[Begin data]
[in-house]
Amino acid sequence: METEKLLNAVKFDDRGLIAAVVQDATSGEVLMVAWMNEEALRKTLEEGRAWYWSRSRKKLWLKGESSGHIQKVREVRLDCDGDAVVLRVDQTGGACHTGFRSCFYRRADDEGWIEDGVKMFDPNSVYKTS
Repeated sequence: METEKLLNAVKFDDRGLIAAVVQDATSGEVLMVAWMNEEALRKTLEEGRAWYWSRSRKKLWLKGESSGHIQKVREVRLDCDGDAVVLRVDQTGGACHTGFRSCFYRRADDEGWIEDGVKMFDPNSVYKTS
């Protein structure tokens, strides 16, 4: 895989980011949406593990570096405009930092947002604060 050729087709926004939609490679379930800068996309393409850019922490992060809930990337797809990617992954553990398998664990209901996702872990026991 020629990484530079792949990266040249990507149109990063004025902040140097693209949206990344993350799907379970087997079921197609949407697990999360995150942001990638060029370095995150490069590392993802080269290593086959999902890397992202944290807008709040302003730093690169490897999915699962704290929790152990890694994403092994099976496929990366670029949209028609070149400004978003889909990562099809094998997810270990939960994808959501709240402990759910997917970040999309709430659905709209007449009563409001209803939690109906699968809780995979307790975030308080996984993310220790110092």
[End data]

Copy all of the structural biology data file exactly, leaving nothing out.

[in-house]
Amino acid sequence: METEKLLNAVKFDDRGLIAAVVQDATSGEVLMVAWMNEEALRKTLEEGRAWYWSRSRKKLWLKGESSGHIQKVREVRLDCDGDAVVLRVDQTGGACHTGFRSCFYRRADDEGWIEDGVKMFDPNSVYKTS
Repeated sequence: METEKLLNAVKFDDRGLIAAVVQDATSGEVLMVAWMNEEALRKTLEEGRAWYWSRSRKKLWLKGESSGHIQKVREVRLDCDGDAVVLRVDQTGGACHTGFRSCFYRRADDEGWIEDGVKMFDPNSVYKTS
């Protein structure tokens, strides 16, 4: 895989980011949406593990570096405009930092947002604060 050729087709926004939609490679379930800068996309393409850019922490992060809930990337797809990617992954553990398998664990209901996702872990026991 020629990484530079792949990266040249990507149109990063004025902040140097693209949206990344993350799907379970087997079921197609949407697990999360995150942001990638060029370095995150490069590392993802080269290593086959999902890397992202944290807008709040302003730093690169490897999915699962704290929790152990890694994403092994099976496929990366670029949209028609070149400004978003889909990562099809094998997810270990939960994808959501709240402990759910997917970040999309709430659905709209007449009563409001209803939690109906699968809780995979307790975030308080996984993310220790110092």